Unlock the Magic in Your Story Now

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Articles filed in: Success

Walking As Yourself

The legendary British actress, Helen Mirren, says the hardest thing you can do is walk as yourself. She may have been speaking about acting when she said this, but I think her words carry wisdom we can use beyond the stage.

Society conditions us to fit in from a young age. The way to fit in is not to do anything out of the ordinary. By definition, that means ignoring possibilities and opportunities to explore different paths.

But progress, fulfilment and joy are a by-product of exploration.

Ironically, what the world that tries to make us conform needs most from us, is for us to walk as ourselves. To contribute as only we can. To find our voice and follow our path, then to shine a light for others as we go.

Images by Paz Arando

Trust And Traction

When we want to get a project off the ground, we are often confused about the best way to achieve our goal.

We believe if we could only reach more people, we’d immediately have traction.

But reach is a poor substitute for the trust of a handful of the right people.

A deep connection trumps fleeting attention every time.

Image by Daniel Funes Fuentes

A Stake In The Ground


Years ago, when the owner of our local bakery decided to bake only gluten-free bread and cakes, it would have sounded like a risky strategy. Many people would have advised her to sell both conventional baked goods alongside her gluten-free loaves. Instead, she put a stake in the ground.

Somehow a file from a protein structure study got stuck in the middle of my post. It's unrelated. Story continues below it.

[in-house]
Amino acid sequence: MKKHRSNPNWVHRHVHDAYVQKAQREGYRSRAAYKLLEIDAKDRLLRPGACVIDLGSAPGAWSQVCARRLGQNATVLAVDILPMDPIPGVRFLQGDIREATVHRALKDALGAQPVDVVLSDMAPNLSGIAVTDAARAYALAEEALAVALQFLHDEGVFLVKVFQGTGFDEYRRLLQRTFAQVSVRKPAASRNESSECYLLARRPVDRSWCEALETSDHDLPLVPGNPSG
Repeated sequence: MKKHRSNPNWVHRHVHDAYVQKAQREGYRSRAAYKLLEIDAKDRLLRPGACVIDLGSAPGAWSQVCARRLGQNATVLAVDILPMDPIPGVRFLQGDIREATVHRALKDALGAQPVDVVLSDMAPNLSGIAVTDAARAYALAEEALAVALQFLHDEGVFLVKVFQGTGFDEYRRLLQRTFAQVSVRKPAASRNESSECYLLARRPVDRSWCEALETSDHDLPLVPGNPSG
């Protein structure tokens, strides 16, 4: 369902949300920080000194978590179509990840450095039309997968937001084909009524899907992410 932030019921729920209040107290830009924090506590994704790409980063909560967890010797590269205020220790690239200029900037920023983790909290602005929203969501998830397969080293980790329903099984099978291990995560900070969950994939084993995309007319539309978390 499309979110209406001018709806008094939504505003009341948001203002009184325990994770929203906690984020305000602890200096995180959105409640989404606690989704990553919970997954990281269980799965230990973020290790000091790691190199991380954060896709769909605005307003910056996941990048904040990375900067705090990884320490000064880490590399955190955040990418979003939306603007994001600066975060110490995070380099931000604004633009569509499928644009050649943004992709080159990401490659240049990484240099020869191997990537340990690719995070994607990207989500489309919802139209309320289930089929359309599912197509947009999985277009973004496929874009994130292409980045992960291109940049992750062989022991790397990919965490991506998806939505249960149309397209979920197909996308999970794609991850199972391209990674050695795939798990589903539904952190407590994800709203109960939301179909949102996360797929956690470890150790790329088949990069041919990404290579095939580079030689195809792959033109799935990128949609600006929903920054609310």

We are naturally inclined to want to hedge our bets. But it can be liberating to say this is the real work I care about doing. These are the exact people I want to serve.

Those decisions about what’s important to us and how to do our best work can mean the difference between standing out and fitting in. Joy and misery. Success and failure.

Whatever work you do, it’s helpful to reflect on who you want to be to whom.

Image by Maranda Vandergriff

Storytelling For The Rest Of Us


Every decision you’ve ever made was influenced by a story—every single one. From the decision about whether to wear a mask during a pandemic, to the charities you choose to support.

 A story you heard, the story you believed or that story you told yourself, had an impact on those choices.

If stories are our most persuasive technology, why don’t we do more to put them to work? Why don’t we leverage the power of stories every day in our work and our lives?

Over the past fifty years, we’ve come to believe that storytelling is a professional discipline. A skill for the master storytellers at the Disney’s or the Saatchi and Saatchi’s of the world. We’ve stopped honing the story skills that came so naturally to our ancestors. We’ve forgotten how to tell small, powerful, everyday stories.

I’m on a mission to change that and to help more people leverage the power of storytelling to become their most inspiring selves.

You don’t need an epic story to be a great storyteller. You just need to adopt the posture of a storyteller and to practice the craft. Together with a team of incredible coaches, that’s what I’ve been helping people to do for the past year.

If you want to reclaim your story skills, you can sign up for details about our next workshop.

Image by Étienne Godiard

We Learn By Doing


When my sons were younger, they loved listening to the straight-talking comedian and radio presenter, Karl Pilkington. One of their favourite Pilkington quotes is:
‘You won’t get anything done by planning.’ They often quoted it to me during exam times when I made hints about the benefits of revision timetables.

I’m not sure if Pilkington ever explained what he meant when he said this, but there’s wisdom in his words. Plans are a necessary starting point for any project. But plans and projections alone won’t get us to where we want to go.

We learn what’s next by making a start, with a leap of faith—by taking that first step.

We build on our experience, not our plans.

We learn by doing.

Image by David Brooke Martin

When Things Catch On